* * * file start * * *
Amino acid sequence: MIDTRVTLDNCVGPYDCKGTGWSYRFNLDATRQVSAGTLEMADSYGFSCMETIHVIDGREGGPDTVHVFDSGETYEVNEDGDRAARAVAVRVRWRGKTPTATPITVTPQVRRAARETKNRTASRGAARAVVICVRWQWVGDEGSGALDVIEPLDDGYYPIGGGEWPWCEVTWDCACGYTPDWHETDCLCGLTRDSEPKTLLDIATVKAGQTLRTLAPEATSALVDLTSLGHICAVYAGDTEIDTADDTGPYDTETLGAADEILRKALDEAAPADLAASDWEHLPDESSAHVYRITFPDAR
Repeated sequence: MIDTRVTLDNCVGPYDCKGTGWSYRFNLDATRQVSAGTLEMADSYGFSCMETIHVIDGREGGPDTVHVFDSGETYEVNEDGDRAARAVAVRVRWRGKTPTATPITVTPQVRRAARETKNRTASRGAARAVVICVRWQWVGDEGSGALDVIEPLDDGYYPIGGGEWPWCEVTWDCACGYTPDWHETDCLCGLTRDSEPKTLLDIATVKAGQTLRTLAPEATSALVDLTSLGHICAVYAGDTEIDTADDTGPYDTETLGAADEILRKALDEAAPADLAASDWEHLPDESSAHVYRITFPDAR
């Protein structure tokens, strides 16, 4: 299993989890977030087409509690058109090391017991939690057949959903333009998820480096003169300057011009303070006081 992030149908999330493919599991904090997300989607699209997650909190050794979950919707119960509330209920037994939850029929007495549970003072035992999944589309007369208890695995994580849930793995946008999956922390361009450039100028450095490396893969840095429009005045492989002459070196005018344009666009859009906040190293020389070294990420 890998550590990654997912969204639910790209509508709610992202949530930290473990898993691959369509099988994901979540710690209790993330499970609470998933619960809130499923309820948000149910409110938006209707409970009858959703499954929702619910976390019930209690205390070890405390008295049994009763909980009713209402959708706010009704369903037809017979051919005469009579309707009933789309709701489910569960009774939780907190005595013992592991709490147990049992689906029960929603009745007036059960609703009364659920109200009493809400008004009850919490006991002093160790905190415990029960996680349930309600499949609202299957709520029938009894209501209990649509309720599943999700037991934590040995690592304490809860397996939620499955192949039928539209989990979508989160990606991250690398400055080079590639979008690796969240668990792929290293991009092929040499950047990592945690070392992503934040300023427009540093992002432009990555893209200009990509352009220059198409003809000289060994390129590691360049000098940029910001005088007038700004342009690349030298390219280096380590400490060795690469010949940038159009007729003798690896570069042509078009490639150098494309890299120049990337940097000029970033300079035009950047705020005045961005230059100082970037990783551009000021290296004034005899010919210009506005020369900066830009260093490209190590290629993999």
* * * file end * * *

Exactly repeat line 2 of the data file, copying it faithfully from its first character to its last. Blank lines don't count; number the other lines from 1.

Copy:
Repeated sequence: MIDTRVTLDNCVGPYDCKGTGWSYRFNLDATRQVSAGTLEMADSYGFSCMETIHVIDGREGGPDTVHVFDSGETYEVNEDGDRAARAVAVRVRWRGKTPTATPITVTPQVRRAARETKNRTASRGAARAVVICVRWQWVGDEGSGALDVIEPLDDGYYPIGGGEWPWCEVTWDCACGYTPDWHETDCLCGLTRDSEPKTLLDIATVKAGQTLRTLAPEATSALVDLTSLGHICAVYAGDTEIDTADDTGPYDTETLGAADEILRKALDEAAPADLAASDWEHLPDESSAHVYRITFPDAR